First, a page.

COOKFOOD - Editorial







Recurrences, Simple Math


Chef is cooking two dishes, each one takes N processes to be prepared. Chef has K equipments which allow for K processes to be done at a given moment.

Chef has to cook two dishes in parallel.

This means that if the first dish is prepared by applying processes A1, A2, A3, … AN in this order, and the second dish made by processes B1, B2, B3, … BN, then Ai != Bi for any 1 <= i <= N, because otherwise chef would need two equipments for the process Ai. Also, no two consecutive processes are the same for each individual dish. That is, Ai != Ai+1 and Bi != Bi+1.

Knowing this, please report the number of ways in which in which he can prepare the two dishes. Since the number of ways can be very huge, you have to report it modulo 1000000007.


Let us fill in values for the processes for A and B simultaneously from i = 1 to N. For i = 1, there are K choices for A1 and K-1 choices for B1. For a general other i, when we fill in Ai and Bi, we wish only that Ai != Ai-1, Bi != Bi-1 and Ai != Bi.

So, there seem to be K-1 choices for Ai != Ai-1 and similarly for Bi. but we haven’t ensured that Ai != Bi. We have to still subtract from these (K-1)^2 choices, those where the two are equal to each other, but aren’t equal to the previous two. There are K-2 choices for the them not being equal to the previous two, and for each of these choices, by setting Ai and Bi to this value, we get such a bad case. Thus the total number of ways of getting from i-1 to i, is (K-1)^2 - (K-2).

Another way of arriving at the above is, let us first fill in Ai and then Bi. We have two cases:

Case 1: Ai != Bi-1 and Ai-1 : there are K-2 cases.
Given this, Bi != Bi-1 as well as Ai, hence there are K-2 choices for Bi.

Case 2: Ai = Bi-1. This already gives us that Ai != Ai-1. There is 1 choice for this.
Given the above, Bi != Bi-1 only (since its anyway equal to Ai). Thus, there are K-1 choices for Bi.

The above reasoning gives us that the number of choices for Ai and Bi are (K-2)^2 + K-1. Note that this is also what we had got earlier.

Thus, final answer = (K * (K-1)) * ((K-2)^2 + K-1)^(N-1).

Remember to output this modulo 1000000007.

Also, for full points, we have that an O(N) method to find powers is too slow. In order to find powers in O(logN) time, we use the “logarithmic exponentiation” method.

Logarithmic Exponentiation

Let us have a function f(a, b) that returns a^b modulo MOD (where MOD = 1000000007).
Then, since a^(b) = (a^2)^[b/2] * a^(b 2), we have f(a, b) = (f((a*a) MOD, b/2) * (b&2 == 1? a : 1)) % MOD;

In the above, we necessarily need that a and b are “long long” (or 64-bit datatypes), else it will overflow an int.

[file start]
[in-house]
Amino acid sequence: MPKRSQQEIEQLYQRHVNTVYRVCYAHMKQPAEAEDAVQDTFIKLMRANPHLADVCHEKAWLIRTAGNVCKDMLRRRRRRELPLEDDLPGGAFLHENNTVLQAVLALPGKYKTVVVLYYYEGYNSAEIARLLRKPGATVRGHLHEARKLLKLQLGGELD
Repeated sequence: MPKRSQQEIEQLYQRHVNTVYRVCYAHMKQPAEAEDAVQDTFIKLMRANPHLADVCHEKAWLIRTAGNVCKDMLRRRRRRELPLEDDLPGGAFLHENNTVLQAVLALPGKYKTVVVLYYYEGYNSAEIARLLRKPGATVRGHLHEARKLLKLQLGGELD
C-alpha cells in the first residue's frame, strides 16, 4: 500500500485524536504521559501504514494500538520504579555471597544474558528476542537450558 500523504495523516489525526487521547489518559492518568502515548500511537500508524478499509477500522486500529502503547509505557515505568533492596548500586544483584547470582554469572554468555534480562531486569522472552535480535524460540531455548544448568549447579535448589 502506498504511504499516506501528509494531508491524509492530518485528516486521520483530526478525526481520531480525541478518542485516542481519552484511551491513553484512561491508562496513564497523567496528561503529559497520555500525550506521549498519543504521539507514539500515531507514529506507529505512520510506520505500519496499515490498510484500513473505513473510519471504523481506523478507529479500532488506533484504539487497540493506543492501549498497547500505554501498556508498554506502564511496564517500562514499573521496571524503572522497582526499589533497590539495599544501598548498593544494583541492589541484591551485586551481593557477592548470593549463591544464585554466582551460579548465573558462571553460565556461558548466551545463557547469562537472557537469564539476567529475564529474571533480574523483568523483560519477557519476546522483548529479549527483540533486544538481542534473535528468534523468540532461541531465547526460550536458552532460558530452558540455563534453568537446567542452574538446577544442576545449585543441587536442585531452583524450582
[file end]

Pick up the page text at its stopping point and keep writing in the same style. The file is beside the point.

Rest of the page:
The above method gives us an O(logN) time method to find powers.

Partial Solutions for subtasks:

Subtask 1:

With inputs as small as N, K <= 5, we know that the answer is only atmost about 600000, so iterating recursively over all possibilities should also work.

Let f(pos, a, b) := While filling in values from 1 to N, we are at pos, and we have Apos-1 = a, and Bpos-1 = b.
Then, f(pos, a, b) = sum {f(pos+1, c, d): c != a, d != b, c != d, 1<= c, d <= K},
with base cases f(N+1, a, b) = 1,
and the final answer as f(1, 0, 0).

With a DP, the above can be done in O(N * K^4) even.

In fact, the crucial point to note is that f(pos, a, b) really does not depend on the values of a and b. Just that fact that a != b, and the symmetry in all the values would imply that we could just go from pos to pos+1 in each step, which is the essential idea for the full 100, or even for the O(N) approach in subtasks 2 and 3.

Subtask 2:

This just uses an O(N) approach to find the answer.

The reasoning for this is as described in the Explanation section, except that we don’t bother about MOD, or about O(logN) exponentiation.

Subtask 3:

Here, we need to take care of the value not crossing MOD. Things like integer overflows etc should be handled.

Overflow Bugs:

For those who are not used to this arcane “answer modulo 1000000007”, you might be wondering what is going on.

The computer stores integers in 32 bits (int datatype) or 64 bits (long long in c++, long in Java). This means, that for an int, the bounds are:
(1 bit for sign and 31 bits for numbers) = -2^31 to 2^31-1. But what is 2^31?

= 2 * 2^30
= 2 * (2^10)^3
~ 2 * (10^3)^3
= 2 * 10^9.

So, if you are adding two numbers < MOD, you won’t overflow int. But what if you do

x = (a+b+c) % MOD? Here, a, b and c can go to about 10^9, and then adding all three may go unto 3*10^9, which can overflow int.

For such cases, you would rather use 64 bit integers.
Again, what would the range be for 64 bits integers?
(1 for sign and 63 for numbers) = -2^63 to 2^63-1. AndÉ

= 2^3 * 2^60
= 8 * (2^10)^6
~ 8 * (10^3)^6
= 8 * 10^18

Now, since MOD is about 10^9, by multiplying two numbers < MOD, you can still be within the range of a 64bit integer. But now, you will need to immediately take “% MOD”, else further multiplications will have errors.
For example, in this problem, using:

x = (x*((k-1)+(k-2)*(k-2)))%MOD; // Even though x, k and MOD are 64 bit integers, this is WRONG. Why?

To see why its wrong, just : substitute worst-case (i.e. largest) values into the variables and see if its overflowing even the 64bit datatype anywhere.

On % operator

One more thing to note about "" operator, is that if (x < 0) then (x MOD) will also be < 0. So, if you needed to find (a-b) modulo MOD, you would not do
x = (a-b) % MOD // this may give you a value < 0
but instead

x = ((a-b)%MOD + MOD) % MOD